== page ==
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Japan’s Fukushima wastewater to reach Taiwan waters in 1.5 years

Japan set to release treated wastewater this spring or summer

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FILE - This photo shows tanks (in gray, beige and blue) storing water that was treated but is still radioactive after it was used to cool down spent f...

FILE - This photo shows tanks (in gray, beige and blue) storing water that was treated but is still radioactive after it was used to cool down spent f...

TAIPEI (Taiwan News) — The treated radioactive water from Japan’s Fukushima nuclear plant is expected to arrive in Taiwan’s waters in 1.5 years after its planned discharge this spring or summer, said a Taiwanese official.

The Tokyo Electric Power Company Holdings (TEPCO) has implemented infrastructure for the wastewater release since last August and is likely to begin the work in the summer, said Atomic Energy Council Minister Chang Ching-wen (張靜文) at a legislative briefing on Wednesday (March 1).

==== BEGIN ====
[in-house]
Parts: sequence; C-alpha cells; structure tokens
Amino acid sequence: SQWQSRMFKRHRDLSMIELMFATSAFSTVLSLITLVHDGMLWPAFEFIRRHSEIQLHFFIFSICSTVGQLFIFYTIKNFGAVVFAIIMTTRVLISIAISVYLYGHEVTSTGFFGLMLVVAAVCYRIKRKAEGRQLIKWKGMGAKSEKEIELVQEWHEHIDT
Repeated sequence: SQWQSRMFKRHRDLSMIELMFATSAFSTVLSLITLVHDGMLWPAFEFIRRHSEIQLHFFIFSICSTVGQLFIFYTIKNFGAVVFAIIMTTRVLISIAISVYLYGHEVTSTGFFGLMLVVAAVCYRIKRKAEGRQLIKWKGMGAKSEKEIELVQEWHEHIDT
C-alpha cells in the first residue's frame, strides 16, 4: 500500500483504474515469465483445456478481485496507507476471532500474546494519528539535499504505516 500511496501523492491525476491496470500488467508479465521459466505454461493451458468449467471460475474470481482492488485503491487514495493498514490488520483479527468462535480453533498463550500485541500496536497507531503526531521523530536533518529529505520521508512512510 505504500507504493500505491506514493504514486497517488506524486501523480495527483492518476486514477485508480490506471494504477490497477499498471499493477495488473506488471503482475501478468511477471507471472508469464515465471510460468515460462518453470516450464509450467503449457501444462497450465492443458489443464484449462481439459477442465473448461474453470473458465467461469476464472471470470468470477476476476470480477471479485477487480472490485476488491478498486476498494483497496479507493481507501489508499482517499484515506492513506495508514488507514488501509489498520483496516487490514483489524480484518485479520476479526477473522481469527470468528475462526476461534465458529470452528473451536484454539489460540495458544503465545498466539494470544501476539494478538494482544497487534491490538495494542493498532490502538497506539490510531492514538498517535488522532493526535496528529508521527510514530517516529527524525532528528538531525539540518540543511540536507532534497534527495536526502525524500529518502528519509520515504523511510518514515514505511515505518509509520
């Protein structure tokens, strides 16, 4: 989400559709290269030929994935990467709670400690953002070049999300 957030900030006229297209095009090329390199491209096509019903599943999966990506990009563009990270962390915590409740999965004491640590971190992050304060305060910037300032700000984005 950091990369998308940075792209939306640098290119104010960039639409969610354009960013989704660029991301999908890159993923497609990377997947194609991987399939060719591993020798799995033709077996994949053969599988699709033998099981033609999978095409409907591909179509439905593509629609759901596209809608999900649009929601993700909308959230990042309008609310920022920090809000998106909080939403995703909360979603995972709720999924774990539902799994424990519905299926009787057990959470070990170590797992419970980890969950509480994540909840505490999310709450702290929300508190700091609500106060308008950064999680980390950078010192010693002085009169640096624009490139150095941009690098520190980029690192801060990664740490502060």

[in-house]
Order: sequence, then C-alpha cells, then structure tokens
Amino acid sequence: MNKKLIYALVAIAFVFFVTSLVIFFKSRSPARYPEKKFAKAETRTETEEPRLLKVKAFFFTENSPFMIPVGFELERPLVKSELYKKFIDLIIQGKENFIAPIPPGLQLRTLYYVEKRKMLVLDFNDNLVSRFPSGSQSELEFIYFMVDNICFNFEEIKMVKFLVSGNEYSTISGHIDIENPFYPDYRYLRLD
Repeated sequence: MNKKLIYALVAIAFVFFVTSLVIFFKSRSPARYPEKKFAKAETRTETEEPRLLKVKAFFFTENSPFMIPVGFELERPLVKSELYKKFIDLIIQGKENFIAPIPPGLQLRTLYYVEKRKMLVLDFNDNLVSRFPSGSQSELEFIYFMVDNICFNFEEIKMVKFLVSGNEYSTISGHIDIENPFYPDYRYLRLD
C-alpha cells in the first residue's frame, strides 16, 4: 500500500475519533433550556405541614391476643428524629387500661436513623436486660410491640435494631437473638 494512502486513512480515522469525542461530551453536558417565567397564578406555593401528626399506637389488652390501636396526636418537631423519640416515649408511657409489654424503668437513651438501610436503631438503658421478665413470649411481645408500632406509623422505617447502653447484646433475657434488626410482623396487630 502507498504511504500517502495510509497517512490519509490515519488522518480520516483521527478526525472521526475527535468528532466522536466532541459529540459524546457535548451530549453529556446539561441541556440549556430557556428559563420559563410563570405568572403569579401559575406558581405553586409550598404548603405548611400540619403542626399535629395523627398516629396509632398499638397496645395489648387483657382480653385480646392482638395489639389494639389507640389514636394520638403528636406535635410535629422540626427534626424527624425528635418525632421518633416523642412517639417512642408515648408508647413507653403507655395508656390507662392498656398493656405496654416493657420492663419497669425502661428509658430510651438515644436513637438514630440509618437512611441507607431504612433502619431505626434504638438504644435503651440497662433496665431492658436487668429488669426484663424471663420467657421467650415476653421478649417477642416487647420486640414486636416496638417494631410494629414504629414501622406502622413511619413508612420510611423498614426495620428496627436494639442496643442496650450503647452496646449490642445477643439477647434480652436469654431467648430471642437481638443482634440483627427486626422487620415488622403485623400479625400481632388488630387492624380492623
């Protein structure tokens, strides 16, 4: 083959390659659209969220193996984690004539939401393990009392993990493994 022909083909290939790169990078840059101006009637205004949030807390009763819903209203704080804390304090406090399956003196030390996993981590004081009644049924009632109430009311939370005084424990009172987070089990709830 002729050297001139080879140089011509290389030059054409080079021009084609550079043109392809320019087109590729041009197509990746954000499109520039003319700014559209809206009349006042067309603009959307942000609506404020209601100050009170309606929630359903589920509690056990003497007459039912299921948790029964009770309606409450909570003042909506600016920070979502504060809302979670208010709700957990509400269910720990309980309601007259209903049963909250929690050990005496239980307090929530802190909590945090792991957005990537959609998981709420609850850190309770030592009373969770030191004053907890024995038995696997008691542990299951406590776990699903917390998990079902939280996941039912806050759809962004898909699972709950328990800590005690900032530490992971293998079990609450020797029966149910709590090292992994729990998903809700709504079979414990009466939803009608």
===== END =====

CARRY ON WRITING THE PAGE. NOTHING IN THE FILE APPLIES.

A small portion of radionuclides could enter waters around Taiwan after the water’s discharge in one to one and a half years, Chang estimated, depending on the influence of seasonal winds and ocean currents.

The official said the council has ramped up data collection from Japanese authorities and the International Atomic Energy Agency (IAEA), which monitors the activities and conducts safety assessments, to get a better grasp of the environmental impact of the move, wrote CNA.

Additionally, the council has put in place a laboratory for tritium detection, the first of its kind in Taiwan, which will examine to what extent fish and other marine life around the country’s waters are affected by the health hazard.

Tritium, a potential carcinogen at high levels, is a byproduct of nuclear power generation and has caused concerns over the fact that it cannot be removed with TEPCO's treatment technologies. TEPCO has managed to reduce the levels of more than 60 isotopes in the water to meet standards, per AP.

Up to 1.3 million tons of treated nuclear wastewater will be dumped into the sea as the 1,000 tanks storing the water are reaching their maximum capacity in the aftermath of the meltdown of the Fukushima Daiichi reactors in 2011.